Scotland's universities must pool academic and financial resources to remain competitive against wealthier institutions south of the border, the principal of St Andrews University Brian Lang warned this week, writes Olga Wojtas.
Dr Lang said in a graduation address on Tuesday that Scottish higher education had been taken by surprise by the pace of change south of the border. This was to the extent that institutions were having to reassure academics applying for jobs that they would not be disadvantaged by taking a job at a Scottish university.
Dr Lang said that not only were English universities able to bank on extra teaching income from top-up fees after 2006 but also, from this August, top institutions south of the border would get more for research.
Scottish institutions would continue to rely solely on the Scottish Executive for teaching funding and there were also no plans in Scotland to divert further funds to supporting the best research.
Dr Lang said that in the next academic year, the top four English institutions would have more than £300 million in research cash, compared with £90 million for the top four Scottish institutions.
He said: "The difference in spending power is stark. At appointment interviews, we are now routinely, in Scotland, being asked to reassure prospective lecturers and professors that they will not be disadvantaged if they move to a Scottish university."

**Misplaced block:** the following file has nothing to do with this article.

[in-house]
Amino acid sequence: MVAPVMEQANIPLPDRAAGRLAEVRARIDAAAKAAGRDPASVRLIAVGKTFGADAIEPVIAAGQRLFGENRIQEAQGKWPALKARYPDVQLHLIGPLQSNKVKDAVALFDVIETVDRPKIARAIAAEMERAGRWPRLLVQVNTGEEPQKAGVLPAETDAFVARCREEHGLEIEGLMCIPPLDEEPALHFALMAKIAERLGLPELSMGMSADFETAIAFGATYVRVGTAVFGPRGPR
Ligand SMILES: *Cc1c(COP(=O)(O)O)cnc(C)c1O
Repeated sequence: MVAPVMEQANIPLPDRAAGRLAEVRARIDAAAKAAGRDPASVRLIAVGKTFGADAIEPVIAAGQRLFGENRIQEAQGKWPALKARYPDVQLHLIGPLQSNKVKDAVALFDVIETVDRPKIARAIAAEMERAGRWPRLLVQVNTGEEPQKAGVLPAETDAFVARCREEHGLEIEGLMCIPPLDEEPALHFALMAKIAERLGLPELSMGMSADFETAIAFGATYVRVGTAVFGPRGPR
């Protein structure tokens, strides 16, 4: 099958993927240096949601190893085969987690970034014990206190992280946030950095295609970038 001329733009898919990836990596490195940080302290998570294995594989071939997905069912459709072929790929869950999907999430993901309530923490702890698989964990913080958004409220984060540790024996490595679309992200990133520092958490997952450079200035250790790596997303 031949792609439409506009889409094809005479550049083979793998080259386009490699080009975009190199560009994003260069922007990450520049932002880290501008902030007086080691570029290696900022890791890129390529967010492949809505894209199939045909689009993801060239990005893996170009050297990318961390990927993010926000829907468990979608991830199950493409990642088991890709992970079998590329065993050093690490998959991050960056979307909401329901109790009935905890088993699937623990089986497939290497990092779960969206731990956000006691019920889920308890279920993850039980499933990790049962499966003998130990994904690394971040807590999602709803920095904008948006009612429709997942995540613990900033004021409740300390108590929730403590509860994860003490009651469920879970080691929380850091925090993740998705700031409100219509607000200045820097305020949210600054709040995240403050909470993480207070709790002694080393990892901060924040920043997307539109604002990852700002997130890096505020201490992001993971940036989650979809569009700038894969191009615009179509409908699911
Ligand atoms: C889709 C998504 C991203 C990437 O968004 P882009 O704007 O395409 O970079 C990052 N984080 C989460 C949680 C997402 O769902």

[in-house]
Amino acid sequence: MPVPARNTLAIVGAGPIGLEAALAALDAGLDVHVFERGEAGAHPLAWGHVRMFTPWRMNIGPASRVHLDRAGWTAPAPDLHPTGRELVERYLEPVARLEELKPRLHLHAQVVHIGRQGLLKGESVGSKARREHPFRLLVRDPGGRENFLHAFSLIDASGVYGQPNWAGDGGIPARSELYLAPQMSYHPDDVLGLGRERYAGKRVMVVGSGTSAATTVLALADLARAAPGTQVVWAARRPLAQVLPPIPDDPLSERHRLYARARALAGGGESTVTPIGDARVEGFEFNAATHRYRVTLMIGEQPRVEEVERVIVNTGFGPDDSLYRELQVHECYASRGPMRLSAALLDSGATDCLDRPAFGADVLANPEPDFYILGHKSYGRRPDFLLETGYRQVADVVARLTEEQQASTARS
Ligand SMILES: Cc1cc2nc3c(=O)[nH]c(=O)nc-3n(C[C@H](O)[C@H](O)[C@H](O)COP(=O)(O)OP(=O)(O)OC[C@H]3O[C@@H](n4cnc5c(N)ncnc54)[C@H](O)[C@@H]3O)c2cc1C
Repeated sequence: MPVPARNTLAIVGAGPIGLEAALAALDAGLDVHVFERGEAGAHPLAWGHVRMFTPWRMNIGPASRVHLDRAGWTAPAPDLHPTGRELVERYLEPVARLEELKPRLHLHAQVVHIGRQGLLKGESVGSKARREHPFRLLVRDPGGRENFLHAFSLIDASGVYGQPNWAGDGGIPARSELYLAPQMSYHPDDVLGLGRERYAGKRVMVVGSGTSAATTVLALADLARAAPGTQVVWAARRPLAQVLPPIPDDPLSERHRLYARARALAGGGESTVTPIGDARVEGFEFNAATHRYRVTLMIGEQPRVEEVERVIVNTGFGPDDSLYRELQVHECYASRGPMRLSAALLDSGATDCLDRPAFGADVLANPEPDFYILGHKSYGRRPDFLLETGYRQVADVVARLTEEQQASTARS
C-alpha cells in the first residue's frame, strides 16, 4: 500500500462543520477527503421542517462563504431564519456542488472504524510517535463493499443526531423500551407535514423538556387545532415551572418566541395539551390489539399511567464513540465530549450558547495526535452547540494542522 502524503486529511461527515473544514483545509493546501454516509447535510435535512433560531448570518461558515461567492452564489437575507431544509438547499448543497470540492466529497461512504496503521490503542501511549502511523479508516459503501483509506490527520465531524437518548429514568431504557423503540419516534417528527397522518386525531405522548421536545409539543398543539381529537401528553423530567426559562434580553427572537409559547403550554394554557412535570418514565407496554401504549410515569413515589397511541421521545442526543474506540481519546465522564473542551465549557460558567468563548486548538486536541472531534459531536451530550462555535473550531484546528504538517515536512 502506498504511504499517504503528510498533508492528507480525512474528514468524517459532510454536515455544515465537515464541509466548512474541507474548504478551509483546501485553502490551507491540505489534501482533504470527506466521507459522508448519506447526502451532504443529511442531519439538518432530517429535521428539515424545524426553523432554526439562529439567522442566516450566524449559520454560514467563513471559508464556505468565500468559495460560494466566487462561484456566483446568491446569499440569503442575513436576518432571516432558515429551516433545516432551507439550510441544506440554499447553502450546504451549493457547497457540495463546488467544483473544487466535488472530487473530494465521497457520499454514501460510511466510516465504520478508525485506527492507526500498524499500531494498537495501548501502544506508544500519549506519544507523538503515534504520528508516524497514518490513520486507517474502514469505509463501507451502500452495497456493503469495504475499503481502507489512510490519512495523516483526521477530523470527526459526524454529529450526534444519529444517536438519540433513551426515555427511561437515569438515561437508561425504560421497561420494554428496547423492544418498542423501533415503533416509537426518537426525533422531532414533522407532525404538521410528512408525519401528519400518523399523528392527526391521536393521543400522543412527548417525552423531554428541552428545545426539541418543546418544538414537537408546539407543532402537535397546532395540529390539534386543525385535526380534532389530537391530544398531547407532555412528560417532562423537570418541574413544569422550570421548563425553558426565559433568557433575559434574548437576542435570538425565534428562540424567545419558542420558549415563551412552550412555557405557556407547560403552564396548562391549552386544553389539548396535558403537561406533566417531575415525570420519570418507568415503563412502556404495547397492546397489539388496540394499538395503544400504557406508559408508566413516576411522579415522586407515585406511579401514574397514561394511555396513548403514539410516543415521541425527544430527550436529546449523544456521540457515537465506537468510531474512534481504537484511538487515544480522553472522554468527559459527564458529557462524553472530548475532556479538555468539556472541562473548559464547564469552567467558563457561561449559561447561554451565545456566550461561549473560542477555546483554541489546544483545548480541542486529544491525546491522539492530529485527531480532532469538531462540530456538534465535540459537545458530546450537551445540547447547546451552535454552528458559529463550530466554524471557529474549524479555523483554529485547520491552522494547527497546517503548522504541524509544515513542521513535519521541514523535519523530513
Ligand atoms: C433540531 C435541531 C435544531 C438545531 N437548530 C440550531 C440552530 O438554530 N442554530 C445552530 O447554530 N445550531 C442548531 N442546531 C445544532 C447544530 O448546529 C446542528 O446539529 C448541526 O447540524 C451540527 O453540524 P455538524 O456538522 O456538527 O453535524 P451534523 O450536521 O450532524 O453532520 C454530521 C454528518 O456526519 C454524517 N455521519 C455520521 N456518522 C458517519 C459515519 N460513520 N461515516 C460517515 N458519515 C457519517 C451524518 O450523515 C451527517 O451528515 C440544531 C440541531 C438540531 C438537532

Dr Lang said it was very unlikely Scottish ministers would be able "to wave a magic wand" and satisfy the needs of higher education alongside those of healthcare, schools and law and order.
He said: "If some Scottish universities are to remain world class, then a likelier outcome is a rather different Scottish universities landscape."
Dr Lang said that if Scottish institutions could not continue to attract the best staff, their research income would suffer, they would fail to attract the best students and their facilities would rapidly deteriorate.
He said that Scottish universities had to consider greater collaboration than at present, with institutions sharing resources to create larger centres of expertise.
"It may mean a clearer recognition that Scottish universities have different kinds of mission, in the sense that some are particularly good at research and are well set up for doing research, while others are particularly well set up for the more vocational forms of training and teaching," Dr Lang said.
St Andrews is planning three new joint research institutes with Dundee University. It is also planning a new collaborative medical education programme with Edinburgh University.